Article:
Join for FREE
It only takes a minute!

Welcome to BirdForum.
BirdForum is the net's largest birding community, dedicated to wild birds and birding, and is absolutely FREE! You are most welcome to register for an account, which allows you to take part in lively discussions in the forum, post your pictures in the gallery and more.

Reply
 
Thread Tools Rating: Thread Rating: 1 votes, 5.00 average.
Old Sunday 5th September 2004, 14:53   #1
Ashley beolens
Breeding the next generation of birders.
 
Ashley beolens's Avatar

 
Join Date: Jan 2003
Location: Milton Keynes, Bucks, UK
Posts: 1,173
EAST coast USA migration

Can any one tell me of either a website or list that gives the usual migration dates of east coast birds?
__________________
Ashley Beolens
http://www.viewsfromanurbanlake.co.uk/ - Local patch blog
http://www.mothininthegarden.co.uk - Moth Blog
Ashley beolens is offline  
Reply With Quote
Old Sunday 5th September 2004, 20:01   #2
streatham
Registered User

 
Join Date: Dec 2003
Location: ct
Posts: 1,505
Hi Ashley,

Fo me the best site is nycbirdreport.com - they have a list of what is seen each day or over the year at a few NYC sites - if you click into it you will be able to see calanders for particular birds. Living just north of NYC I use this as a rough guide to what is coming up (in spring) and roughly what time birds will be showing up on their way south. That's the only site I know of that has that level of detail.

Hope that is of use - Luke
streatham is offline  
Reply With Quote
Old Sunday 5th September 2004, 20:28   #3
Bluetail
Senior Moment

 
Join Date: Oct 2003
Location: Plymouth, Devon
Posts: 6,409
Excellent, Ashley! I'd been thinking of asking exactly the same question - and quite possibly for exactly the same reason (to predict what American birds we should go out and look for over here!)

Luke: Thanks very much for the link. The "expectations" sections look very helpful. I'd always wondered what the typical dates for your different species' migrations are.

At the risk of hijacking the thread, wouldn't it be great if all you east coast US birders posted your daily migration reports or weekly summaries here? Rather a lot of work, I suspect, but I'm sure some of us over here would be fascinated.
__________________
Jason
Come doleful owl, the messenger of woe,
Melancholy's bird, companion of Despair,
Sorrow's best friend and Mirth's professed foe
The chief discourser that delights sad Care.
O come, poor owl, and tell thy woes to me.
Which having heard, I'll do the like for thee.

(Anon c.1607)
Bluetail is offline  
Reply With Quote
BF Supporter 2004
Click here to Support BirdForum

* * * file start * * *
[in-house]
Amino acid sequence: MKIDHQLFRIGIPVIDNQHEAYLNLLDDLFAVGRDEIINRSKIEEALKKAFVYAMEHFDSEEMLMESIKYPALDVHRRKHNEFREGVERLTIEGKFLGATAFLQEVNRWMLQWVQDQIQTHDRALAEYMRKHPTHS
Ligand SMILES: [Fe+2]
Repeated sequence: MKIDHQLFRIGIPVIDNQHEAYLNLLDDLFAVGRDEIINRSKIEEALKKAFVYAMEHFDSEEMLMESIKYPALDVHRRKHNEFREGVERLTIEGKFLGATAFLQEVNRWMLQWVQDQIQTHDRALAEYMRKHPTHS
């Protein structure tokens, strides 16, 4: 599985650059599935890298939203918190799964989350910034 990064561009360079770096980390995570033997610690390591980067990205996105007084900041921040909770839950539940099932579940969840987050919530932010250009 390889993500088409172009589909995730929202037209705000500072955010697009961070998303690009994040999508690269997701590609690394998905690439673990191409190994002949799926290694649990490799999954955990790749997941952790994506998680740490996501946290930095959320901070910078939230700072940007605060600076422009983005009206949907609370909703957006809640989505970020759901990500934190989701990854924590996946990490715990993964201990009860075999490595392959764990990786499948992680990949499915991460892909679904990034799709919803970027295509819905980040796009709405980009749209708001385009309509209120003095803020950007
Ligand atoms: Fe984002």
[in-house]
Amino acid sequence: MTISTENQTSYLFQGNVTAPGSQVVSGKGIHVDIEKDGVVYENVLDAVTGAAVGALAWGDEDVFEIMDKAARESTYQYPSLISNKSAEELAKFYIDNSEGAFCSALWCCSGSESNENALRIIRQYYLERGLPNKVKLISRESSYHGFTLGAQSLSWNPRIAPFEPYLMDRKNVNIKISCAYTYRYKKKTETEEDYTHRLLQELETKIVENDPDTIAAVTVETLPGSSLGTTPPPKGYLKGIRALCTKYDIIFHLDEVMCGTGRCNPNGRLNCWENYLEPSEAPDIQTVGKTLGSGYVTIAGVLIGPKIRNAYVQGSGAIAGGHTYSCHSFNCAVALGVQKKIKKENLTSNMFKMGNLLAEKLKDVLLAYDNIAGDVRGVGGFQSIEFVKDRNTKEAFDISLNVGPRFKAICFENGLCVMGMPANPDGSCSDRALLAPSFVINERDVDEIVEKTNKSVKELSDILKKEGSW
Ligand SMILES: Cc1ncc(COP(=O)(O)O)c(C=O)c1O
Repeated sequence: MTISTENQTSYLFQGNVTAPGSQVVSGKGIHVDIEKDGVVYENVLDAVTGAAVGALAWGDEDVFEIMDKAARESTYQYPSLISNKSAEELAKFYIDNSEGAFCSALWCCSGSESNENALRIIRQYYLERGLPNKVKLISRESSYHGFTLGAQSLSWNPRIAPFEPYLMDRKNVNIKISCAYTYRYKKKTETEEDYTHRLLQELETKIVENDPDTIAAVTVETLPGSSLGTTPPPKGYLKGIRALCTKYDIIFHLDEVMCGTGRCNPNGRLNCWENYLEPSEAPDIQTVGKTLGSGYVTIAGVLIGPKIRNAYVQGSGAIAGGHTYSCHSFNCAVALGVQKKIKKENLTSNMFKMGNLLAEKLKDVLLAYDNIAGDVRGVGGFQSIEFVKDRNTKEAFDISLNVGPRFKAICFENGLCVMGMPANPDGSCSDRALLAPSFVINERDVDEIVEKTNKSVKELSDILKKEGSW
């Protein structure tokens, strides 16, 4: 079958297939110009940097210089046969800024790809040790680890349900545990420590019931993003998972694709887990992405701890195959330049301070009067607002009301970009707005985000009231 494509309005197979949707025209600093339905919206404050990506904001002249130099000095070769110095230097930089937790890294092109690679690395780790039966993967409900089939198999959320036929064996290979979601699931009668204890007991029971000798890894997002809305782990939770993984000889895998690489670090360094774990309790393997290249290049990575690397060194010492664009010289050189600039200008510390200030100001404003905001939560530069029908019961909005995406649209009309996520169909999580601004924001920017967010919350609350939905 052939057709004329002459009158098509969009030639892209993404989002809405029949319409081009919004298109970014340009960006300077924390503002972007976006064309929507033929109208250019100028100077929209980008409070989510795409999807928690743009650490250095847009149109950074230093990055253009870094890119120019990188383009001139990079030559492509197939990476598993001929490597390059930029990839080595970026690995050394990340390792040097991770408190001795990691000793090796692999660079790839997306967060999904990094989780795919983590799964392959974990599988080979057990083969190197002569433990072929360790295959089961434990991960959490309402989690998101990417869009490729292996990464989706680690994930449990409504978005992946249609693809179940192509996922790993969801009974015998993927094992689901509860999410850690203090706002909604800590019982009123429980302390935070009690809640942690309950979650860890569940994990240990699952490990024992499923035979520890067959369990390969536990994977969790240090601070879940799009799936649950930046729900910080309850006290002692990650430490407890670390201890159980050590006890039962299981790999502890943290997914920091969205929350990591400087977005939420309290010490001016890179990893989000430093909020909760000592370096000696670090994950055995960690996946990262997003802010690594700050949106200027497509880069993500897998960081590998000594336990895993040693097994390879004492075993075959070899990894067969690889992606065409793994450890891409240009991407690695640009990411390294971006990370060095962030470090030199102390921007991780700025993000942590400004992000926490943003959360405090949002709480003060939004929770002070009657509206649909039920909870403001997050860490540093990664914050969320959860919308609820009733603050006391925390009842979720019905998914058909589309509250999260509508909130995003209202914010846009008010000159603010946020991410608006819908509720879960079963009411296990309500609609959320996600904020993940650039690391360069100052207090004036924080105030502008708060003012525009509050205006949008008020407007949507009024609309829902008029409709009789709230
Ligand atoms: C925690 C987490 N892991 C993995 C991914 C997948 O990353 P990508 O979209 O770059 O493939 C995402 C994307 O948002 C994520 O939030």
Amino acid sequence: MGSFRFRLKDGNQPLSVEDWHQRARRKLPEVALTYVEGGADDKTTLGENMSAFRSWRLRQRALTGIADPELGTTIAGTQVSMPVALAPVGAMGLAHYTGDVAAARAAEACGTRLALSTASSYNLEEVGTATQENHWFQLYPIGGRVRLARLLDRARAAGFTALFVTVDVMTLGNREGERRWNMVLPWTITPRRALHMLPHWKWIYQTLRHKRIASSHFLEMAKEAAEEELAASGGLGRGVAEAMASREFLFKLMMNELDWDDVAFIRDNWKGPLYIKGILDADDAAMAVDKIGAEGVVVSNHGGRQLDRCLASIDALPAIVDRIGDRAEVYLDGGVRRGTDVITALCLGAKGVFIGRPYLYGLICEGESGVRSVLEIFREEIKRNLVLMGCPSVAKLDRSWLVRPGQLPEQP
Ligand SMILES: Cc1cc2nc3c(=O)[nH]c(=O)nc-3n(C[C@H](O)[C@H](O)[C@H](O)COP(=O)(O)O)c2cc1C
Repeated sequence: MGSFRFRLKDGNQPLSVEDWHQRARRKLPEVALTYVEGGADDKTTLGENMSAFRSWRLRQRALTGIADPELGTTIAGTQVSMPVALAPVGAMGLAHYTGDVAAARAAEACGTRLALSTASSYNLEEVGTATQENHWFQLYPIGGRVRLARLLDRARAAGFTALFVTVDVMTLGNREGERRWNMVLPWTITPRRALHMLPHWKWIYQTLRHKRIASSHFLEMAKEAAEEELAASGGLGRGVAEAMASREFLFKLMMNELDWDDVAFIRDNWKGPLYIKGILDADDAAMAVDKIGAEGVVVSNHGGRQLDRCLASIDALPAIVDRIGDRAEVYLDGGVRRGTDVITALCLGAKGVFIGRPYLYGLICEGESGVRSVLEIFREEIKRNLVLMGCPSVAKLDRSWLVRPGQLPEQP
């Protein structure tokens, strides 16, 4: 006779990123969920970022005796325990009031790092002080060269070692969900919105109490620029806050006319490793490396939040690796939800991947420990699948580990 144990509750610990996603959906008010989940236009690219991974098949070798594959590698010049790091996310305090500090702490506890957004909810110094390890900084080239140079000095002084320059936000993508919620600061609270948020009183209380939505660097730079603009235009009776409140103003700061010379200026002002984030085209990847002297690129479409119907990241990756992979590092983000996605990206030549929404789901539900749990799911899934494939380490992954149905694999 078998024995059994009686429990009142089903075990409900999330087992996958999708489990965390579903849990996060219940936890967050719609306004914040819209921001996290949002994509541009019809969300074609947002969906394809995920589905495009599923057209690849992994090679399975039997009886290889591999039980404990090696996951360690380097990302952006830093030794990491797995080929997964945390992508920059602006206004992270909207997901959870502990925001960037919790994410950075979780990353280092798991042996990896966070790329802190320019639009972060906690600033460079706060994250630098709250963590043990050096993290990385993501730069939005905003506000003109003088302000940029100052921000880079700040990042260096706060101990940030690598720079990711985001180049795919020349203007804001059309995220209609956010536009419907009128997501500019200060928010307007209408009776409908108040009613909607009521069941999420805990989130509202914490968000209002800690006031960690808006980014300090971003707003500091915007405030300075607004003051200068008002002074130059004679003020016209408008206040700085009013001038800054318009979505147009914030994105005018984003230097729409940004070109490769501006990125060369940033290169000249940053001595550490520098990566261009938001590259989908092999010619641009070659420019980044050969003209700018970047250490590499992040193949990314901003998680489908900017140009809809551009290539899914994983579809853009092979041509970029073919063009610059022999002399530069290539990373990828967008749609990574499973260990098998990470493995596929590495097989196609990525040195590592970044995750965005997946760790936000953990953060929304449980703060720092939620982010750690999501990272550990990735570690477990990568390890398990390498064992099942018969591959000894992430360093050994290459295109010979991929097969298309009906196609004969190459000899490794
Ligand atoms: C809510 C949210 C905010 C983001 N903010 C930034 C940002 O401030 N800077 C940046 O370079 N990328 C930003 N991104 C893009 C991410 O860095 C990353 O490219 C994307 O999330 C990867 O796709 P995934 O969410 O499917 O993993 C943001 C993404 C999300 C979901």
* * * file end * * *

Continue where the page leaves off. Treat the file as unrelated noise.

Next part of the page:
Old Sunday 5th September 2004, 23:47   #4
dacol
Registered User
 
dacol's Avatar

 
Join Date: Feb 2004
Location: Gainesville, Florida, USA
Posts: 970
Quote:
Originally Posted by Bluetail
...At the risk of hijacking the thread, wouldn't it be great if all you east coast US birders posted your daily migration reports or weekly summaries here? Rather a lot of work, I suspect, but I'm sure some of us over here would be fascinated.
Practically all the states in the USA have an electronic mailing list dedicated to birding in that state as well as a Rare Bird Alert (phone) that also gets posted in either those lists or in special RBA lists. Usually one has to sign-up in order to get the mailings but there is one Web site that collects all of those lists (but does not archive them, only a couple of weeks of messages at most are available at anytime). This is Jack Siler's site

http://birdingonthe.net/

There you will find, for example, the Cape May Bird Observatory RBAs and many others.

Dalcio

Last edited by dacol : Tuesday 7th September 2004 at 14:25.
dacol is online now  
Reply With Quote
BF Supporter 2004
Click here to Support BirdForum
Old Tuesday 7th September 2004, 08:38   #5
Ashley beolens
Breeding the next generation of birders.
 
Ashley beolens's Avatar

 
Join Date: Jan 2003
Location: Milton Keynes, Bucks, UK
Posts: 1,173
Ah someone else spotted my plan! Thanks for the site advice people, I'll be checking them out to predict the next US bird over here, although Purple Martin wasn't one I expected.
__________________
Ashley Beolens
http://www.viewsfromanurbanlake.co.uk/ - Local patch blog
http://www.mothininthegarden.co.uk - Moth Blog
Ashley beolens is offline  
Reply With Quote
Old Saturday 18th September 2004, 15:37   #6
Scottes
Registered User
 
Scottes's Avatar

 
Join Date: Sep 2004
Location: A Little North of Boston
Posts: 8
Also check http://massbird.org/ for Massachusetts birding, rare bird alerts, recent sitings, checklists and so on.

Monomoy on the Cape and Parker River NWR are not to be missed this time of year. I was at Parker River last week and in one 4-minute period shot 27 pics yielding 7 keepers. Nothing rare, but nice shots just the same.
Scottes is offline  
Reply With Quote
Advertisement
Reply


Thread Tools
Rate This Thread
Rate This Thread:

Posting Rules
You may not post new threads
You may not post replies
You may not post attachments
You may not edit your posts

vB code is On
Smilies are On
[IMG] code is Off
HTML code is Off

Similar Threads
Thread Thread Starter Forum Replies Last Post
Turkey July 2004 Rich Bonser Vacational Trip Reports 10 Saturday 5th March 2005 06:50
Red Kites May Soar Again In North East Skies: Plans Unveiled to Bring Rare Birds Back Chris Monk Birds Of Prey 31 Saturday 20th December 2003 22:31
Northumberland and Scotland, east coast and Speyside Andrew03 Vacational Trip Reports 13 Wednesday 24th September 2003 22:20
Saturday in East Anglia (part one) Jasonbirder Your Birding Day 8 Monday 5th May 2003 20:49



Fatbirder's Top 1000 Birding Websites

Search the net with ask.com
Help support BirdForum
Ask.com and get

Page generated in 0.14633799 seconds with 15 queries
All times are GMT. The time now is 22:59.